Neither does organic certification guarantee the rights of farm workers. Fair Trade labels like Fair Trade USA and Equitable Food Initiative hold promise, Serrano and González agree, pointing to coffee as a success story. But Serrano cautions that these labels require investments that are challenging for small-scale farmers to afford.

Organic methods on an industrial scale won’t eliminate deforestation, soil degradation, greenhouse gas emissions, or high water consumption.

Activism by consumer organizations, like Mexico’s Vía Orgánica, can spur change. Gonzáles points to the example of tuna, where global attention on dolphin casualties led to “dolphin safe” labelling in the 1990s, transforming the tuna fishery. “The big organizations of growers of avocados, they are very sensitive when they perceive changes in the habits of the consumers and change in the actions of consumers organizations,” says Gonzáles.

Serrano also has a simple suggestion: Buy ugly fruit. “Support shops where avocados or other fruits are of different shapes,” she says. Demand for perfectly round and plump avocados favours long-term contracts between producers and supermarkets. Buying small, mis-shaped, and speckled avocados helps open up markets to farmers who are not industrialized, she says.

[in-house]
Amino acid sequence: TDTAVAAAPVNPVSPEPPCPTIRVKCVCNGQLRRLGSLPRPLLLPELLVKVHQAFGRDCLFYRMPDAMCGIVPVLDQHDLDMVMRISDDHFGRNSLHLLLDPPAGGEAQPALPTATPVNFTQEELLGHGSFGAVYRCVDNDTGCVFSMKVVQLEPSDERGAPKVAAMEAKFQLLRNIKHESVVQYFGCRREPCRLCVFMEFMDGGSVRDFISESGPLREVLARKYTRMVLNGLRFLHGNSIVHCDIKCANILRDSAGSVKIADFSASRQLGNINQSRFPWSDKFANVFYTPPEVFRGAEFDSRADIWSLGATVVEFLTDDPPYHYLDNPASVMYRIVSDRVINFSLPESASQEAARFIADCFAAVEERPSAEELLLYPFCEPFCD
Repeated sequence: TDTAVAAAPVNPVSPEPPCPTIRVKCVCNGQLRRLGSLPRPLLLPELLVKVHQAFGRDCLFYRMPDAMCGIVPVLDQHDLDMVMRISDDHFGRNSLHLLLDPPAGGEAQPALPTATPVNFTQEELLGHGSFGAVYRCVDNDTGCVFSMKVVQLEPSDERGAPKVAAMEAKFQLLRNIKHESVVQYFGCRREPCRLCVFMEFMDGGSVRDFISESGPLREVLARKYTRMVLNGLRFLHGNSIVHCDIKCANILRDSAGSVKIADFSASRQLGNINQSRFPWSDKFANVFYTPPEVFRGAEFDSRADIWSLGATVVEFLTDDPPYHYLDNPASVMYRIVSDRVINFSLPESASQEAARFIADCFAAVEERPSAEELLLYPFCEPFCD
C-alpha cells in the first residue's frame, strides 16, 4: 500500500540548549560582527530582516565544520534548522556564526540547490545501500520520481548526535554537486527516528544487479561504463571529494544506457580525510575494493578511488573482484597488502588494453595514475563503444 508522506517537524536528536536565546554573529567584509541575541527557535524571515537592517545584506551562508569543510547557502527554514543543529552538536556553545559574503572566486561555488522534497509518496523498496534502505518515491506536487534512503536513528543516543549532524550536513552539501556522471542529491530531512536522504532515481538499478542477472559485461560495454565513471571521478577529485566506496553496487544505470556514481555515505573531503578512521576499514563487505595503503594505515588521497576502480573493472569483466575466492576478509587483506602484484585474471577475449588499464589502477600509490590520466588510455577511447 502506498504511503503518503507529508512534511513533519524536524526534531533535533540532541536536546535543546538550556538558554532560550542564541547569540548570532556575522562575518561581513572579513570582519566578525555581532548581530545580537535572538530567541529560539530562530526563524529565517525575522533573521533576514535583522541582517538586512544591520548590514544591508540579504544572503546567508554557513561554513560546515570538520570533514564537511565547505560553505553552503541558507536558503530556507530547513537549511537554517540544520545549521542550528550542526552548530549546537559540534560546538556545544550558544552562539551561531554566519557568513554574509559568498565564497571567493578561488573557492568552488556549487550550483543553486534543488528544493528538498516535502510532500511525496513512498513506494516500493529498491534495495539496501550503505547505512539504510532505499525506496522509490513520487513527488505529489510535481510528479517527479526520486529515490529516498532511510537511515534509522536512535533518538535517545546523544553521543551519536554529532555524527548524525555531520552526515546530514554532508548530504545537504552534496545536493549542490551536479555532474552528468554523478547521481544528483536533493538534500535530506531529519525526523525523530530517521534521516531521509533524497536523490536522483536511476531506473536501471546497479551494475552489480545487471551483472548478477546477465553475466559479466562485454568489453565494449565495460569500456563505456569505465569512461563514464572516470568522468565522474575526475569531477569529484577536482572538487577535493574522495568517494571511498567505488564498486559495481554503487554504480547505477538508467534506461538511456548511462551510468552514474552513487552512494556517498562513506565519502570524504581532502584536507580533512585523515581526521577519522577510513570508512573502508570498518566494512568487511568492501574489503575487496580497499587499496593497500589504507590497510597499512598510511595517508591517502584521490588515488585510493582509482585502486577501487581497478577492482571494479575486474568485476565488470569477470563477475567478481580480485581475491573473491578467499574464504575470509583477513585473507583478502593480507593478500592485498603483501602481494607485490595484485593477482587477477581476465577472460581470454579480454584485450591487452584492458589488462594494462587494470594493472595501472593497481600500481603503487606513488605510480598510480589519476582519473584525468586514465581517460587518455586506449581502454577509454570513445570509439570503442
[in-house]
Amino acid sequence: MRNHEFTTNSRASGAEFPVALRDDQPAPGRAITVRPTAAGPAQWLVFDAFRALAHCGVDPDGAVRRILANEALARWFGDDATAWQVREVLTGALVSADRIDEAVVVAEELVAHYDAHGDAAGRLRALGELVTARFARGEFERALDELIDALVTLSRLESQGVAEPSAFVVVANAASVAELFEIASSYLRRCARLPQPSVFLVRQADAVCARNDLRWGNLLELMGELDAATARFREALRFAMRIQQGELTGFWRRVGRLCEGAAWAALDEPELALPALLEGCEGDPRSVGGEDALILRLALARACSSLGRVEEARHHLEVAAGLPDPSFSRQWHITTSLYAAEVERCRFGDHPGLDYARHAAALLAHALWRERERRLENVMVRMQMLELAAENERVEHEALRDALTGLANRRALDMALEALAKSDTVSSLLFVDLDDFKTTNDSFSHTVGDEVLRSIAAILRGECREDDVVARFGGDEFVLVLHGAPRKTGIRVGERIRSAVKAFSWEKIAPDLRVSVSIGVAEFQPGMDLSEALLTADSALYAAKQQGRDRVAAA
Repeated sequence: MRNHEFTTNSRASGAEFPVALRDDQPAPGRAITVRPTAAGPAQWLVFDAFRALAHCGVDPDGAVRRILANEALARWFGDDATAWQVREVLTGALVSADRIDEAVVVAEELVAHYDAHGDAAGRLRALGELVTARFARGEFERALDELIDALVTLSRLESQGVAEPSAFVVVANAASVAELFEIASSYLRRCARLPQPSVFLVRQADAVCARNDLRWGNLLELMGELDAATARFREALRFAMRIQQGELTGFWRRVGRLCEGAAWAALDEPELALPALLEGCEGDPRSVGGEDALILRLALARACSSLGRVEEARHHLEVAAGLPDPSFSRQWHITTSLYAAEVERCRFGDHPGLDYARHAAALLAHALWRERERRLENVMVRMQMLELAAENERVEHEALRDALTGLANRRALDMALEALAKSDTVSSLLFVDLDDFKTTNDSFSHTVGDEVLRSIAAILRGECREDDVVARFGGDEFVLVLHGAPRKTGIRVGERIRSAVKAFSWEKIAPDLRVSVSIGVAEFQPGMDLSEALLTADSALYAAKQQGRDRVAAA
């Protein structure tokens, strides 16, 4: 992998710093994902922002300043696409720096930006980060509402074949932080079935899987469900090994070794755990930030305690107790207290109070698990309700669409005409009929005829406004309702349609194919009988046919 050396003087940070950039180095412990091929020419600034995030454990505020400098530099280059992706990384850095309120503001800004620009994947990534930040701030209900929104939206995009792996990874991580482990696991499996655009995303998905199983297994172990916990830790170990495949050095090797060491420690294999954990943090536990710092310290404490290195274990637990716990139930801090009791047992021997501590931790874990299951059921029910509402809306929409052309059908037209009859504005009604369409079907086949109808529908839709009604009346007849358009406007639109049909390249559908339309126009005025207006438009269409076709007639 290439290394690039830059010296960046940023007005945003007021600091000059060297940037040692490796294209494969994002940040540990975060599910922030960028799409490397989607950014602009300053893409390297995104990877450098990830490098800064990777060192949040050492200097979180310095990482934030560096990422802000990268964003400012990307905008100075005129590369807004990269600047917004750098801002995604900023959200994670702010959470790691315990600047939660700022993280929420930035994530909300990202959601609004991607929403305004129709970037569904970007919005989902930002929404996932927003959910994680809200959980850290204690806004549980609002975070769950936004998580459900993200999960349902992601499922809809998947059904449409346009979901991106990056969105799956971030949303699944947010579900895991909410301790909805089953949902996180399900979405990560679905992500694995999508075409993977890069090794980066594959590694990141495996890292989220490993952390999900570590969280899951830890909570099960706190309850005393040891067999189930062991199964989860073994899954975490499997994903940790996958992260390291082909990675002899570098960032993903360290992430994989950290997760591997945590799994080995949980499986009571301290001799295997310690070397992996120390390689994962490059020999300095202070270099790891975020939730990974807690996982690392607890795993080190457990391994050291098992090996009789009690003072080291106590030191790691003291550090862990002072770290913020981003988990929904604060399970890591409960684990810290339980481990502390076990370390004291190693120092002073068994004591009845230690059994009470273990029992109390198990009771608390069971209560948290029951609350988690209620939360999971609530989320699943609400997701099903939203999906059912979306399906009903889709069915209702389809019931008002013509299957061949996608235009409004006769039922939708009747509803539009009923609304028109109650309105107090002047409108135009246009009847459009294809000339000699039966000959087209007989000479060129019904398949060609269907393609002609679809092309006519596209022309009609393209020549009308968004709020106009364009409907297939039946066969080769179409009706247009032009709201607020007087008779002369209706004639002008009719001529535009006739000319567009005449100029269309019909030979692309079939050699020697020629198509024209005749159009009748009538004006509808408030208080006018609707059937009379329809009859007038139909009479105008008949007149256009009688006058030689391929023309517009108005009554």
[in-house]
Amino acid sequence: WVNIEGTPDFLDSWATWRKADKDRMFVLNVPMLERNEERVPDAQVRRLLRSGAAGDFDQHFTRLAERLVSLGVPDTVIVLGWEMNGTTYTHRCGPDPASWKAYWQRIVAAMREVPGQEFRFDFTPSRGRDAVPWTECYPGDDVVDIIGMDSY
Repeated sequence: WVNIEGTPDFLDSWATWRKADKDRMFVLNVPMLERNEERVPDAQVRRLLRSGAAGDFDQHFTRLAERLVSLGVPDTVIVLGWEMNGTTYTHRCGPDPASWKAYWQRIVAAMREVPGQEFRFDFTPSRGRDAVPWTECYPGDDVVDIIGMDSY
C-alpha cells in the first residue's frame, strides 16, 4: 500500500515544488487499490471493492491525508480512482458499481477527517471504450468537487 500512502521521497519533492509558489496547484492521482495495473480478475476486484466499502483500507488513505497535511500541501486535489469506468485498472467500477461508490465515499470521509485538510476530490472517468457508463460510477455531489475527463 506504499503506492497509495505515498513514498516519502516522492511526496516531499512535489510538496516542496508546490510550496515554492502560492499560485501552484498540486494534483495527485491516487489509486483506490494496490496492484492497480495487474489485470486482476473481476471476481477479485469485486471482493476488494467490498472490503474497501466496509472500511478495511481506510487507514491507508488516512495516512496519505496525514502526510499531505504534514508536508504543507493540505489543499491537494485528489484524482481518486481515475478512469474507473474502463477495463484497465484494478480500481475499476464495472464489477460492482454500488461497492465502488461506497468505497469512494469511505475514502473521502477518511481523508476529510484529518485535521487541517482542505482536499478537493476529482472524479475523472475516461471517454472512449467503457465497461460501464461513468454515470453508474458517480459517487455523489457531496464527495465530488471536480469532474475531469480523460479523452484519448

Also, Serrano says, be wary of food trends. The craze for low-carb, high-fat diets like keto and paleo — as well as trendy menu items like avocado toast — can fuel unsustainable spikes in demand. “Consumption booms tend to create a lot of disruptions in places of production,” she says.

Finally, we can diversify our shopping lists. By stocking our pantries with a variety of local, imported, and even ugly foods, we encourage groceries to stock — and farmers to grow — diverse crops that can be grown sustainably. Squash guacamole, anyone?

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A version of this article appears in the Summer/Fall 2020 print edition of Asparagus Magazine, under the title “The Story of Avocado.” Subscribe today!

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Lauren Kaljur

Written by

News-wrangler, decorative flora smuggler, lateral thinker. Words, photos + video in: @thediscourse @maisonneuvemagazine @CBC.

Asparagus Magazine

Asparagus tells the large and small stories of how we can live sustainably, from an environmental, social, and cultural perspective.

Lauren Kaljur

Written by

News-wrangler, decorative flora smuggler, lateral thinker. Words, photos + video in: @thediscourse @maisonneuvemagazine @CBC.

Asparagus Magazine

Asparagus tells the large and small stories of how we can live sustainably, from an environmental, social, and cultural perspective.